Sunday, June 29, 2014


I have often secretly and sometimes not so secretly prided myself on my ability to drive on freeways, a skill more often acquired by trial and error than by innate talent and ability. My not so secret proclamation usually didn't go beyond a casual reference to my being in the same league as Daniel Boone with my ability to find my way…

My early driving training took place on the streets of Garden Grove, California, in the 1950’s when that area was noted more for its orange and strawberry production than for its multicultural population.

Besides transforming from an agricultural to a metropolitan area, the only freeway which existed in those days near Garden Grove was the Interstate 5 which consisted of two lanes in each direction and traveled more through farms and orchards than through endless suburbs, office complexes, malls and manufacturing areas.

Therefore, unlike the teens of today who are weaned on a freeway system which now receives daily and hourly attention on radio and television and cars which are equipped with GPS with its trial tested feminine voice directing every turn going to any destination, when I was introduced to the rigors of freeway driving you actually had to know where you were going and the names of the streets you would be traveling on.

Destinations which once took hours to reach can now be reached in a fraction of the time, unless there is an accident or one ventures out at rush hour. Then, of course, the time principles are reversed.

My mind wandered and I was distracted by another ‘walking to school uphill in snow in both directions’ tale. I will try to return to the reason I was talking about my ability to drive the freeway systems which stream in every direction in Southern California today.

…Recently, I was rather surprised to find that I had made a decision on a local interchange which resulted in a rather lengthy detour in order to return to my intended route.

As I was making this half hour correction, as so often happens my mind started multitasking, mainly concentrating on the commuting task and partly pondering the process of decision making which continually confronts us.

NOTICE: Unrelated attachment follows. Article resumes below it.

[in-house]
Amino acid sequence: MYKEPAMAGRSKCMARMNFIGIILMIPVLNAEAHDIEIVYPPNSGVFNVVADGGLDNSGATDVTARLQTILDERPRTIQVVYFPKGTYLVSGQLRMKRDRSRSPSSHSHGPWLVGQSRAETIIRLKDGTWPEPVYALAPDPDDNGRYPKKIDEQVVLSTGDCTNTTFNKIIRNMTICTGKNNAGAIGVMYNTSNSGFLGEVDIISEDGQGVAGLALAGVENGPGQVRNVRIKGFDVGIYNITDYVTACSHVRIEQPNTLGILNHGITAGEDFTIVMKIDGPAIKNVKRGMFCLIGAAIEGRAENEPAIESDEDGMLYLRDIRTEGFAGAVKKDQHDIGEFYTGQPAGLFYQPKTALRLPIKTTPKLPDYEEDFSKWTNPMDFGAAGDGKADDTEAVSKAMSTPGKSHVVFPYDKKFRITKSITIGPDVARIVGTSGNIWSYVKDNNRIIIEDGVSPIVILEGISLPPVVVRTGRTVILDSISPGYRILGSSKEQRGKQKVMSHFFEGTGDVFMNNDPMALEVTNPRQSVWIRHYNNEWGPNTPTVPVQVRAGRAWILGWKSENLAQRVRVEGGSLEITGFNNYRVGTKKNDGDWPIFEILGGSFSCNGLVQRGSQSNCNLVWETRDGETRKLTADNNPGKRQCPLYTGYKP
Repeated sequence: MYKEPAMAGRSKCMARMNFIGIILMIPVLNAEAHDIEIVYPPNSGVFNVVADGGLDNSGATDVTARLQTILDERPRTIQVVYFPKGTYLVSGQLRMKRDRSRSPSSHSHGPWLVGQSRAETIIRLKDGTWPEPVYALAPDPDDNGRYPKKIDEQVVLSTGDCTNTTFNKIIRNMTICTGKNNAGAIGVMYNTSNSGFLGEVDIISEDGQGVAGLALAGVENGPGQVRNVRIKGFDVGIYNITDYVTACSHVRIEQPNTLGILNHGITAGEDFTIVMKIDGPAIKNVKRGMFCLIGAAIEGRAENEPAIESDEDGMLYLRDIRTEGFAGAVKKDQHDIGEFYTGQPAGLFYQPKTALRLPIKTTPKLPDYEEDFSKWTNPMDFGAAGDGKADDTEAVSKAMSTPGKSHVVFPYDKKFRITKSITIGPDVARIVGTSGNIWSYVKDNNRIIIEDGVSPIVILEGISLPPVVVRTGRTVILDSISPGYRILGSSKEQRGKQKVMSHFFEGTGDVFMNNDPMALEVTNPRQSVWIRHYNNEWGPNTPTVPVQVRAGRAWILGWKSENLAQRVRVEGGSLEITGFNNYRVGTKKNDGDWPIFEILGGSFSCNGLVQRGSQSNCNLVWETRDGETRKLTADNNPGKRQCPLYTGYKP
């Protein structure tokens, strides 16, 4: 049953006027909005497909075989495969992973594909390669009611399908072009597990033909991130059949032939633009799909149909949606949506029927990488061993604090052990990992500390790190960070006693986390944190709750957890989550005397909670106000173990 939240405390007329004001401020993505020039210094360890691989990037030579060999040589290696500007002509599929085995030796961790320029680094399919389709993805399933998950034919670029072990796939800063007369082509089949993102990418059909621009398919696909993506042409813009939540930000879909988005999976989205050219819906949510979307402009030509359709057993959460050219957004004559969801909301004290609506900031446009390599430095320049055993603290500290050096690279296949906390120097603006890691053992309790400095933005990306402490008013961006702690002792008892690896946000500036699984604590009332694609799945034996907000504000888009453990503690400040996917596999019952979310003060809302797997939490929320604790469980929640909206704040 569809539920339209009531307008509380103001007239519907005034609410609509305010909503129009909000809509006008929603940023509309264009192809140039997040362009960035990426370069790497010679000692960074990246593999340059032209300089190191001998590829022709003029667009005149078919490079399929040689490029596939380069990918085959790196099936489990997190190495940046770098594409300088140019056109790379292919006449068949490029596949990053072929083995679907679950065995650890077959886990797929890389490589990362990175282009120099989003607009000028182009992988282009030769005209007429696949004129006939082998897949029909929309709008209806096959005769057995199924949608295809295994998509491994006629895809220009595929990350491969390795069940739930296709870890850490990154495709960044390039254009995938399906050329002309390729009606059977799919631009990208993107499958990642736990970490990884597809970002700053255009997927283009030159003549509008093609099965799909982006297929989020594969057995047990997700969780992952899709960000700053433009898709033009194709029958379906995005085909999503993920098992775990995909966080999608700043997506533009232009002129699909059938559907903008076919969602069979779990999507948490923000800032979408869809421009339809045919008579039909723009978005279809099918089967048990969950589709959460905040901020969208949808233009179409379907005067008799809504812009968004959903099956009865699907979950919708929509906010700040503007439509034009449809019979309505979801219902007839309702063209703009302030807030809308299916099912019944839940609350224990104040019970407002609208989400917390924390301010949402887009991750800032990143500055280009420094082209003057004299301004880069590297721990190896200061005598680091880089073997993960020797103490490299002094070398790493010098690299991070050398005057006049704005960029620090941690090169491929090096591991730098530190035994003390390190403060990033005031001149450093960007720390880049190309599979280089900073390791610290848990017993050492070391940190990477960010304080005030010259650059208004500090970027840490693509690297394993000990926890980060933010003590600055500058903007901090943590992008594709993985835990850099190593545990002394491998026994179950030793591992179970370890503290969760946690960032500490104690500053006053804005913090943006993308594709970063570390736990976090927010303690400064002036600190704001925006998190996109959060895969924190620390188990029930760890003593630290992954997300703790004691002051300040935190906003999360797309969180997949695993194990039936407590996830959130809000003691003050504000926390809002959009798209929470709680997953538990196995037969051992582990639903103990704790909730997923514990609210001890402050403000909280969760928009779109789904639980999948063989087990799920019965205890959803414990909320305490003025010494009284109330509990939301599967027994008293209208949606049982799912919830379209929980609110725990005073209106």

The thought passed through my sub-semiconscious brain activity, since obviously I was using all my conscious activity to be alert to traffic situations, that most of life’s choices are more like a fork in the road than an intersection. When we come to a fork we must make a decision, hopefully based on all the information we have at our disposal. If we are to continue going forward we must make a choice. So it is in many situations of life. We continually find ourselves in situations where it not only is imperative that we make a choice, but impossible not to make one. Hopefully we will have previously paid the price so we can properly make these mandatory decisions when they confront us.

The second thought I remember passing blurrily through my mind was that just as a whole half an hour of my life was being spent making no forward progress because of an unintentional decision I had made, many of the decisions we are faced with on a daily basis are totally connected to an intentional or unintentional move we made at a previous fork in the road. It seems possible that during most of our lives, present and future choices will largely be predicated on the accumulation of past choices.

When I had just about finished my self-imposed correctional time and was ready to head in the proper direction again, the thought briefly buzzed past me that sharp departures from choice patterns are usually difficult and punitive, and require present and future changes in life patterns to avoid future penalties.

Once I was again heading in the right direction, my thoughts turned to the obvious conclusion that making a correct first decision was much more efficient than the time wasting correctional processes which attended making wrong decisions or even wasting time with stumbling indecisiveness.

Therefore, I resolved that in the future, a resolve which I have repeated frequently since that day, it might be best before making choices if I would carefully examine alternatives and their consequences and increase my chances of having positive results today and establish firmer foundations to face future forks in my road which would invariably confront me.

It came to me that it was logical that the further I could future the consequences of my current decisions, the probability of choosing correctly increased accordingly.

Perhaps, by looking to tomorrow, next week or next month, I will be less likely to make choices which might appear desirable and pleasurable at the moment, but will ultimately turn into shifting sands upon which future decisions must be made to overcome the mistake and return to the way of happiness.
I suspect that there might even be a tremendous value attached to gaining at least an elementary understanding of the eternities, which might aid us in futuring our decisions into infinity and, thereby, equally increasing our chances of making correct choices.